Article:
A new approach that avoids surgery.
After the common cold, back pain is the most frequent ailment of Americans seeking medical advice. It has been conservatively estimated that 10 to 30 percent of the U.S. population suffers from back pain at any given moment. That would be about 30 million people at a minimum. Several thousand of them are experiencing it for the first time.
What is done about it? Too often surgery, contends Paul Altrocchi, MD, MPH, in an eye-opening , well-argued book, Stop Harmful Surgery: Back Pain, a New Approach at Last, published by Xlibris Corporation.
A graduate of Harvard Medical School and the Neurological Institute, Dr. Altrocchi became an Assistant Professor of Neurology at Stanford Medical School. He writes, “I began to realize that my back pain patients did not improve following recommendations and actually would have been better off had they never seen me.” He asked his colleagues for approval to stop consulting on lumbar back pain until he had figured out why his analysis and management of the ailment was not more effective.
After quite some time, he concluded that it was not his analysis, but the “M.D. model” for treating back pain that was flawed. That model was based on the widespread belief among physicians that back pain resulted primarily from diseases such as disc deterioration and osteoarthritic degeneration of the spine, things best treated by surgery.
After seeing a number of patients who had gone through multiple surgical procedures without any improvement in their condition, he concluded that most back pain was not caused by diseases that required surgery, but by “mechanical” dysfunctions. If he was right, how best to analyze and treat these dysfunctions?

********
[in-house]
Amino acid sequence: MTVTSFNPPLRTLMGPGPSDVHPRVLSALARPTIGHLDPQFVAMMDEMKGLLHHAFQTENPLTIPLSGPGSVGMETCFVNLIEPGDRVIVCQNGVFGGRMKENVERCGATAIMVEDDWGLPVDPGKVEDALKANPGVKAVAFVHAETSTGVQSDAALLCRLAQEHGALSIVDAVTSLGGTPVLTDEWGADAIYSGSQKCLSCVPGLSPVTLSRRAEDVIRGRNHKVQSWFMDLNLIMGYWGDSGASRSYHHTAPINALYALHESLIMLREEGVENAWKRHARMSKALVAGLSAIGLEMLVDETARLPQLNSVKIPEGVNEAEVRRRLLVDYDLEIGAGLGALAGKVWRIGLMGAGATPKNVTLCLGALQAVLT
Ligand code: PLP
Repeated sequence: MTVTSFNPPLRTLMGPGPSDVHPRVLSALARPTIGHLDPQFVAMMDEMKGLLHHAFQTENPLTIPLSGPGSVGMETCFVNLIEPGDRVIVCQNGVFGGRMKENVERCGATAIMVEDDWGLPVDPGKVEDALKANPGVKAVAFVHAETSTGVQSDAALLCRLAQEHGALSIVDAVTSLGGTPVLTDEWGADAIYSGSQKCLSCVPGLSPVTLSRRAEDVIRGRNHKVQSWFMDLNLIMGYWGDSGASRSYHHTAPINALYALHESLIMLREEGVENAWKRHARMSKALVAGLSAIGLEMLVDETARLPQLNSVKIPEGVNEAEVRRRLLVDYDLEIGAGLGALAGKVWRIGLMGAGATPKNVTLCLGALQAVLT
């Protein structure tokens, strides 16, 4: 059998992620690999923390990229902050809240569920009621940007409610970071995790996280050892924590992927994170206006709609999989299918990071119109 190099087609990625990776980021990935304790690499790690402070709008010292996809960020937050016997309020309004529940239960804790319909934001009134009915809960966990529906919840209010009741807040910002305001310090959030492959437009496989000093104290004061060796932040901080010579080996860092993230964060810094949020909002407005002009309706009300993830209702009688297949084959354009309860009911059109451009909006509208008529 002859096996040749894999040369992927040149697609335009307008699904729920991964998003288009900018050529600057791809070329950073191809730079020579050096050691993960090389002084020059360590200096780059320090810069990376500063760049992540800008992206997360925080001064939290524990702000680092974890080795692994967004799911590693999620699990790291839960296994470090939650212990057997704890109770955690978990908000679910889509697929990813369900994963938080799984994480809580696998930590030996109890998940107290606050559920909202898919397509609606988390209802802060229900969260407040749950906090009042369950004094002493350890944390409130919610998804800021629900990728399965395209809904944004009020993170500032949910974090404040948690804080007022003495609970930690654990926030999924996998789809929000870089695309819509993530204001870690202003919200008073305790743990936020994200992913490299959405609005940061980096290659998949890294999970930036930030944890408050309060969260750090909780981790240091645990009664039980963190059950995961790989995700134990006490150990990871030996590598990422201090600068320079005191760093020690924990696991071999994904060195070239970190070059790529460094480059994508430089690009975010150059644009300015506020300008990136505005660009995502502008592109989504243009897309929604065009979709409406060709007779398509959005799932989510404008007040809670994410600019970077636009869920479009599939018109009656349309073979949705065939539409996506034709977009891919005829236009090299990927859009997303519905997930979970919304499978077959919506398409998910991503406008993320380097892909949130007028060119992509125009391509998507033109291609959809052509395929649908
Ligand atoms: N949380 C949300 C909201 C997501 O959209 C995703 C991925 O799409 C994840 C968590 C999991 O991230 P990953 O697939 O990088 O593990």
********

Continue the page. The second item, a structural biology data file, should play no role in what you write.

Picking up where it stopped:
He found the answer at Michigan State University’s College of Osteopathic Medicine. There, he says, “an assemblage of open-minded, remarkably gifted clinicians had put together a different medical model [based] on an intricate knowledge of anatomy and physiology [function], including every bone, muscle, tendon, figment, joint and nerve in the human body.”
He learned this new model carefully and concluded, “The mystifying world of low back pain was no longer mystifying.” Looking back over his experiences, he found that many back pain problems involved people who did much lifting in their activities. He cites the case of a lumber millworker; also a housewife, who twisted to lift a vacuum cleaner from a closet and immediately experienced sharp back pain.
Dr. Altrocchi gives us several fascinating — and heart-wrenching — case histories, along with discussion of studies and research into back pain. The book has useful charts and photos to explain the workings of the spine, and even several cartoons about back pain. He also includes a history of “manual medicine.”
Though there are not yet many MDs who have adopted the new “model” for analyzing and treating back pain, there are others. As he notes, neurological surgeons are trained to do — surgery. Nevertheless, some of them are coming around to the view that surgery should be the last resort, with other mitigations coming ahead of it.
Dr. Altrocchi is frank about his goal in writing the book and sharing his experience: “… to persuade back pain patients everywhere that the caregiver they should seek first seek when back pain occurs is a practitioner of manual medicine.” By that he means, “the best chiropractor in the community, or a physical therapist trained in osteopathic techniques, or, if one is available, a doctor of osteopathy specializing in manual medicine or an M.D. familiar with the osteopathic model for lumbar back pain.
I chose a chiropractor. After three months, I said “goodbye” to back pain.
Mr. Hannaford had chronic back pain from a horseback riding accident. He writes from California.
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